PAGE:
Orlando Probate Lawyer SCHEDULE YOUR CASE EVALUATION

Orlando Probate Attorney

Nearly 20 Years of Experience Providing Personal and Professional Legal Support

Probate is something most people want to avoid at all times, especially after the loss of a loved one. Attorney Nicole Benjamin can help you navigate the probate court process in Florida and possibly reduce your chances of litigation. No estate is too small nor too big for our firm to handle, and all cases receive the same personal and professional attention. Attorney Benjamin has been practicing law for nearly 20 years, and she will handle all the legal jargon while you focus on your family. 

Let Benjamin Law help you through the probate process. Call (407) 410-3850 or contact us online to learn more.

Property That Does Not Require Probate

Note that certain assets may not actually need to go through probate court to transfer to their new owners. For instance, the following kinds of assets do not require probate court approval:

  • assets in a living trust;
  • property held in joint ownership, where ownership will be transferred solely to the surviving member (there are two kinds – joint tenancy and tenancy by entirety for married couples);
  • assets for which the deceased designated a beneficiary – payable-on-death (POD) bank accounts, transfer-on-death (TOD) brokerage accounts, retirement accounts, life insurance.

Probate may also not be necessary if certain final expenses (e.g., funeral expenses, medical costs within the last 60 days) are greater than the value of the property that would have gone through probate. However, this process is only appropriate if the deceased person did not leave any real estate and the only assets they left are exempt from creditors’ claims or don’t exceed the amount of final expenses.

Summary Administration

If some form of probate court is required, though, it is possible to consider eligibility for a simplified procedure, or summary administration. This probate “shortcut” can be used if the death occurred more than two years ago or if the property that must go through probate is worth less than $75,000.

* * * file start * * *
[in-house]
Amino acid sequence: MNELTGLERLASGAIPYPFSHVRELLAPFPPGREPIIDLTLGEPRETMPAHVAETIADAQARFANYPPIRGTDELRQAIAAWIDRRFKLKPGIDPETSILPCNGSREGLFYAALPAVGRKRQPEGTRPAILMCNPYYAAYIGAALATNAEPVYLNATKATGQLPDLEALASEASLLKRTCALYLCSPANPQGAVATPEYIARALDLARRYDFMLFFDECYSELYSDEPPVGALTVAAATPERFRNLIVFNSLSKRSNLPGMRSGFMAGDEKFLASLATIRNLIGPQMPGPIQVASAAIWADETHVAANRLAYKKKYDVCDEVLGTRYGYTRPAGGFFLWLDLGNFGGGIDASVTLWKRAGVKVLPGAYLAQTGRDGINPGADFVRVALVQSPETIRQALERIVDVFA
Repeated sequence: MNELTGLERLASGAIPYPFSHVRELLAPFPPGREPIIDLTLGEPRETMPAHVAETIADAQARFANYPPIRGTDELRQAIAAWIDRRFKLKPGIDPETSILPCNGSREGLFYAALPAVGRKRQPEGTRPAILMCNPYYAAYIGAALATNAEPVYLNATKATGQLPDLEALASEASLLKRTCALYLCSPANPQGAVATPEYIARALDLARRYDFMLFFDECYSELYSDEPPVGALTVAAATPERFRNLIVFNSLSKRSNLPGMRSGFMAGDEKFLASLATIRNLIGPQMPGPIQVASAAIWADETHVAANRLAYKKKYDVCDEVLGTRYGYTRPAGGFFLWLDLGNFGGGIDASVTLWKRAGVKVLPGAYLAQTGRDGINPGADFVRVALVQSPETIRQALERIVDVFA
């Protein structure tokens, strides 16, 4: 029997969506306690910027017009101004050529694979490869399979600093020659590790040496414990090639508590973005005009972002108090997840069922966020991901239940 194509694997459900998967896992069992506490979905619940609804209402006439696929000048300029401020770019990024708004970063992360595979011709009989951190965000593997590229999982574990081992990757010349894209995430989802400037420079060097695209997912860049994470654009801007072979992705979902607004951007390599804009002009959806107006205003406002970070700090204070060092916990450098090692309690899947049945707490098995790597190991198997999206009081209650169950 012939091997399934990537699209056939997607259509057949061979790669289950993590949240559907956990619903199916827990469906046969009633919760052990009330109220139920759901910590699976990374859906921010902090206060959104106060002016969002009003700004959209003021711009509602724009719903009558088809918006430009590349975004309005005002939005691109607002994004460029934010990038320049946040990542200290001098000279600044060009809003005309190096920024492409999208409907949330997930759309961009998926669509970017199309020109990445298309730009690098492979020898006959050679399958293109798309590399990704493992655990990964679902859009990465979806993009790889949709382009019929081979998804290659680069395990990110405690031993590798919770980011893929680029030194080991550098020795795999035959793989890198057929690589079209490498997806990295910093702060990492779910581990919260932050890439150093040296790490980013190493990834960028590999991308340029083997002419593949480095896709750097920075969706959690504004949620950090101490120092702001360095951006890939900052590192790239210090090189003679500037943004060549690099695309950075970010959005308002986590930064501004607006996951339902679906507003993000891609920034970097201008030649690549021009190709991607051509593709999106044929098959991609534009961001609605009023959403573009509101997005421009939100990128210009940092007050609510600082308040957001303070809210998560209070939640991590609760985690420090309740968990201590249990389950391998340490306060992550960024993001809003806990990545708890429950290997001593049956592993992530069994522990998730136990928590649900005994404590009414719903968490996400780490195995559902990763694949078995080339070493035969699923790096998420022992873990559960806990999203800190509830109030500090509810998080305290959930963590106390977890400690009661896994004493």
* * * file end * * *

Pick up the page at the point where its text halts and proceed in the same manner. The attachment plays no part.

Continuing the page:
The process begins when the person named to be the executor through the will, or anyone who inherits property, files a Petition for Summary Administration. The surviving spouse, if any, must sign and verify the petition. The petition must list the deceased person's assets and their value, as well as who inherits which assets. If the court determines that the estate qualifies for summary administration, they may issue an order to relinquish the property to the rightful inheritors.

Formal Probate Court Proceedings

In some situations, though, formal probate may be necessary. Proceedings begin when the executor named in the will, or another interested party, asks to be appointed as personal representative of the estate, and beneficiaries and heirs will be given notice.

If the deceased person had a will, it must be filed with the court and proven valid by having the witnesses to the will give statements about its validity. Alternatively, if the will is "self-proving" (notarized), such validation will not be necessary. 

Under the probate court's supervision, the personal representative will gather assets, pay leftover debts and taxes, and distribute what's left to the inheritors. Note that the personal representative must submit a final accounting to the court that shows:

  • what the estate contained;
  • how the assets have been managed; and 
  • the plan for distributing them to beneficiaries.

Anyone who objects to the accounting can object in probate court. The whole probate process typically takes half a year to one year, though this will depend on the amount of assets and how they need to be handled.

Questions About Probate?

Whether you are dealing with large assets or small estates, Benjamin Law will take care of you and your family. You are understandably going through a tough time after losing a loved one, and you should not be further overwhelmed by the legal jargon of probate court. Whether you are eligible to avoid litigation or need to proceed to probate court, Attorney Nicole Benjamin can help you. 

Call (407) 410-3850 or contact Benjamin Law online for an initial consultation to get started.

  • “Attorney Benjamin is great at what she does, I’ve used her services multiple times and always get the result I’m looking for. Very professional and very sharp at her craft. I highly recommend her services...”

    - David B.
  • “Attorney Benjamin made me feel at ease during a time I felt uncertain by communicating and keeping me informed every step of the way. Attorney Benjamin was also very thorough and very professional.”

    - Will
  • “Very professional and gets the job with integrity! If you need an attorney who will help you, I HIGHLY recommend Attorney Nicole Benjamin. I am forever grateful to her and her staff.”

    - Phala
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